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Kilpisjärvi school repeatedly tried to deposit cash that burned in school fire

Nordea Bank has come forward to help fund a field trip for students of Kilpisjärvi school, which was razed by a fire last Sunday. Despite the best efforts of school officials, they were unable to deposit cash raised from the students' fundraising efforts in a bank, so the money which was stored on the premises, went up in smoke with the school.

Kilpisjärven monitoimitalo, jossa toimi myös koulu, tuhoutui täysin tulipalossa Enontekiöllä, 3. toukokuuta 2015. Palo sai alkunsa rakennuksen viereen pysäköidystä asuntoautosta.
The school at Kilpisjärvi was completely destroyed by fire last Sunday. Image: Tea Karvinen / Lehtikuva

Not only did Kilpisjärvi school children lose their school building on Sunday – the product of their fundraising efforts also went up in flames. By volunteering for odd jobs over several years, children managed to raise thousands of euros towards a school field trip.

In a cruel twist of fate, the hard-won cash was destroyed in a fire last Sunday – the school’s staff had been unable to deposit it safely in the bank. According to school teacher Sirpa Keskitalo, it wasn’t for lack of trying.

Keskitalo described the staff’s troubles in a Facebook post on Tuesday morning that has since gone viral. By Tuesday afternoon Keskitalo’s post had been shared more than 17,000 times.

Nordea has in recent years closed many branches on northern Finland, the teacher writes. This means that, after incremental increases to the round trip as more and more local branches closed, at present a visit to the nearest bank telling service entails an 880km roundtrip for Kilpisjärvi residents.

According to Keskitalo, over the years numerous unsuccessful attempts had been made to deposit the ever thickening wad of notes at the bank. Various forms of red tape and tighter restrictions on cash transactions meant that even after the long journey, the  bank refused to receive the cash.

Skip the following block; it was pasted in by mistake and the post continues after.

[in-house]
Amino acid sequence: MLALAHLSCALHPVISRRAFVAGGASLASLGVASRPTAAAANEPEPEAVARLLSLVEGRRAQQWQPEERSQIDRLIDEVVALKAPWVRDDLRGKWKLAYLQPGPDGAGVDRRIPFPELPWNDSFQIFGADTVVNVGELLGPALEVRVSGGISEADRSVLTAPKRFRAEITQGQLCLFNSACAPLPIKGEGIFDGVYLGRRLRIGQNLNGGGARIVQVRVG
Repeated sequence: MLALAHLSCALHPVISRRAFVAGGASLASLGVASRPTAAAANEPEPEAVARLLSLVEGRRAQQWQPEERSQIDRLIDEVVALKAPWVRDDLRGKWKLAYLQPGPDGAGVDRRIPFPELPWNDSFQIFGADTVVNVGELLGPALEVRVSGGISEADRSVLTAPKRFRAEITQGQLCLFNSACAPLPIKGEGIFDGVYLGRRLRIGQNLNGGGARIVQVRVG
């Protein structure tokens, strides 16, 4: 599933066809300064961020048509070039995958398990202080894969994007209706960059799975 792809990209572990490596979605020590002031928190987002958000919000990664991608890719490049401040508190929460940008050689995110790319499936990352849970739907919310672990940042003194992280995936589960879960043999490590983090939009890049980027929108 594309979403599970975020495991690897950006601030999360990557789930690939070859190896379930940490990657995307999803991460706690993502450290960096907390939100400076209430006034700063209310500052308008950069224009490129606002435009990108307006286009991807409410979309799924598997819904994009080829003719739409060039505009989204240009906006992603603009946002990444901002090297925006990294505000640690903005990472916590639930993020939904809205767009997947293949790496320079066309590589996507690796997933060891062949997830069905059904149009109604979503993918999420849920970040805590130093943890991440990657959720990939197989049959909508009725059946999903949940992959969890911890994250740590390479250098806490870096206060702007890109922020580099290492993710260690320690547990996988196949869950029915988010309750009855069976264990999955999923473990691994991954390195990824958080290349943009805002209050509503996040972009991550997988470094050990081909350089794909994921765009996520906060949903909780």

She says that the well-traveled envelope of cash had, in its lifetime, traversed over 1,760 kilometres in Finnish Lapland as weary staff members endeavoured to deposit it securely.

Series of banking misfortunes

The school opened an account for the students’ fundraising proceeds at a Nordea branch in Muonio, a distance of about 200 kilometres from Kilpisjärvi.

However the Muonio branch was later closed down, meaning that the next nearest branch was then in Kittilä, some 280 kilometres away. However helpful parents pitched in to transport the growing fund to Kittilä.

As luck would have it, Nordea also decided that its Kittilä branch would no longer accept cash deposits, requiring the school to make an even longer trek to Rovaniemi, some 440 kilometres away, to make the cash transaction.

The school authorities attempted to courier the cash to Rovaniemi twice, however the fund manager and a teacher were told on both occasions that the bank could not accept cash deposits at that time.

A bank official explained on Tuesday that the Rovaniemi branch has strict hours for taking cash deposits - until 1.00 pm. He speculated that the teachers were unable to deposit the funds because they arrived after the one o'clock deadline. He added that tellers cannot make exceptions to the bank's service hours.

No one expected that the school would later be burned to the ground, but that was the case last Sunday. The school has since decided to stick to its plan to take students on a field trip to Rovaniemi, even if some of the funds required for the outing have gone up in smoke.

Guilty conscience?

Nordea Bank has since announced online that it would offer a contribution of 4,000 euros towards the lost field trip money.

"The touching story of the Kilpisjärvi students has been shared on Facebook. We are sorry for the students’ misfortune and we have decided to assist the school trip to the tune of 4,000 euros. We wish them happy school camp days in Rovaniemi," the bank said on its website.

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